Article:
These measures all emphasise the importance to the Government of neighbourhood plans, and increase the pressure on LPAs to progress applications. While there is clear political intent to involve people in planning decisions at a local level, this comes at a time when LPAs may be struggling with the volume of planning applications and have limited capacity available for the work associated with neighbourhood planning.

It remains to be seen whether these measures will boost the number of neighbourhood plans being made, or whether they will increase pressure on (already) stretched LPAs without significant results.

Housing and Planning Bill – an uncertain future for social housing (part 2)

VACANT HIGH VALUE LOCAL AUTHORITY HOUSING (CLAUSES 67-77)

What is proposed?

The Government will require a payment from Councils with housing stock each financial year. The payment will be equivalent to the deemed sale value of vacant ‘high value’ council homes, less any costs or deductions but regardless of whether they are in fact sold.

What are the issues?

The key to the success (or otherwise) of the voluntary RTB lies in its funding. Councils are set to pick up the slack, with these payments intended for grants to housing associations, compensating them for selling RTB stock at a discount. There remain unanswered questions about how this complex relationship will work in practice. In particular, the method of calculating the payment and the assumptions upon which is based may prove challenging. There are also uncertainties around:

  • Definitions – drafting Regulations that work will be difficult. The concept of ‘vacancy’ has proven notoriously difficult to define in other contexts and was recently sidestepped altogether by Government in its ill-fated Vacant Building Credit policy. Similarly, determining ‘high value’ will be critical with the valuation exercise being notoriously difficult. Which method(s) will be used? How will it take account of regional variations?
  • Shortfalls – who covers any shortfall in receipts to top up grants? Will persistent shortfalls undermine the long-term availability of grant funding, diminish confidence and threaten the effectiveness of the measure? What happens if sums raised from sales are insufficient to cover the costs of replacement?
  • ‘Social’ housing – if replacement proves ineffective and stock further declines, the concept of funding the sale of (housing association) housing stock through the sale of (council) housing stock reinforces a perceived ideological shift, moving away from traditional notions of state provision.
  • Changes to the Bill during the Committee stage would impose a duty on the Secretary of State, the Mayor of London and London housing authorities to achieve the provision of at least two new units of affordable housing for the disposal of each of high value housing.  How viable that is remains to be seen. The key issue would seem to be the challenges, particularly in London, of achieving ‘one for one’ (let alone two for one) replacements of stock that is sold.  Local authorities will take a closer interest than ever in receiving and delivering new stock and partnership approaches to new development should reflect that.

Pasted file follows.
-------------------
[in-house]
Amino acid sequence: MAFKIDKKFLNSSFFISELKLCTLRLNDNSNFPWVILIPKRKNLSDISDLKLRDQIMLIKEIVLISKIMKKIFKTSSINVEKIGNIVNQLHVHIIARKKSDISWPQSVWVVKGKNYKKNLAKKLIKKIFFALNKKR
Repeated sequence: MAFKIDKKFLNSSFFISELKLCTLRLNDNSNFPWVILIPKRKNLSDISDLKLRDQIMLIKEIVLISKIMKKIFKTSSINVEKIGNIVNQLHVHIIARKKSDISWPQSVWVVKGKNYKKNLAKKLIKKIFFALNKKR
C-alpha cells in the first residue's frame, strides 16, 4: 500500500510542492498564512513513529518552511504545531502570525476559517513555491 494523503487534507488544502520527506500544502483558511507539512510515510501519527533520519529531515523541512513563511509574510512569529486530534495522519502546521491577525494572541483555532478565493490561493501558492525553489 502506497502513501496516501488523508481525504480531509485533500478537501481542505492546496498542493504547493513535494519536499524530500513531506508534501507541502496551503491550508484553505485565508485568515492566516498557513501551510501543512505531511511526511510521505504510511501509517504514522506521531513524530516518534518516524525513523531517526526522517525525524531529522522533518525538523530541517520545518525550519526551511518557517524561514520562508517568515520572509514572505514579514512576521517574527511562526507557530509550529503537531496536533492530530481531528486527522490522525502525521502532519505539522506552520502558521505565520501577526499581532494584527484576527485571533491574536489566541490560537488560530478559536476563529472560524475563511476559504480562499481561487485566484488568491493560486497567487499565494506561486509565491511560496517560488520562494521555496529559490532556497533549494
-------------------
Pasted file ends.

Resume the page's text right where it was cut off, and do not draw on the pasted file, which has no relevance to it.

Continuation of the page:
Housing and Planning Bill – an uncertain future for social housing

The Housing & Planning Bill completed the Committee stage in the House of Commons after the New Year with a marathon 2am finish. We consider the impact on social housing of Clauses 62-77 of the Bill.

VOLUNTARY RIGHT TO BUY (CLAUSES 62-66)

houseWhat is proposed?

A non-statutory, voluntary, Right to Buy (“RTB”) for housing association tenants. Reflecting the Government’s mantra on home ownership, it falls short of the “dramatic extension” heralded in the Queen’s Speech, which had envisaged an extension to the statutory RTB. Instead, we have the result of a compromise struck with the National Housing Federation.

It will require the ‘one for one’ replacement of stock sold under the voluntary RTB scheme. A detailed operational document is expected following the conclusion of negotiations on detailed implementation.

So what for planning?

Key questions for planning include:

  • the proposed discretion for housing associations over whether to sell, including protection for properties in rural locations – how will this work in practice and could it blunt the teeth of the provision?
  • whether this scaling back from the original, mandatory proposal will meaningfully contribute to housing shortfall in the way Government intends and, fundamentally, whether there exists sufficient and appropriate supply in any event
  • will it lead to a further depletion of social housing stock –  is ‘one for one’ replacement realistic?
  • how the scheme plays out will affect how authorities plan to meet affordable needs and provide replacement stock in the Local Plans they will be ‘encouraged’ to prepare by early 2017?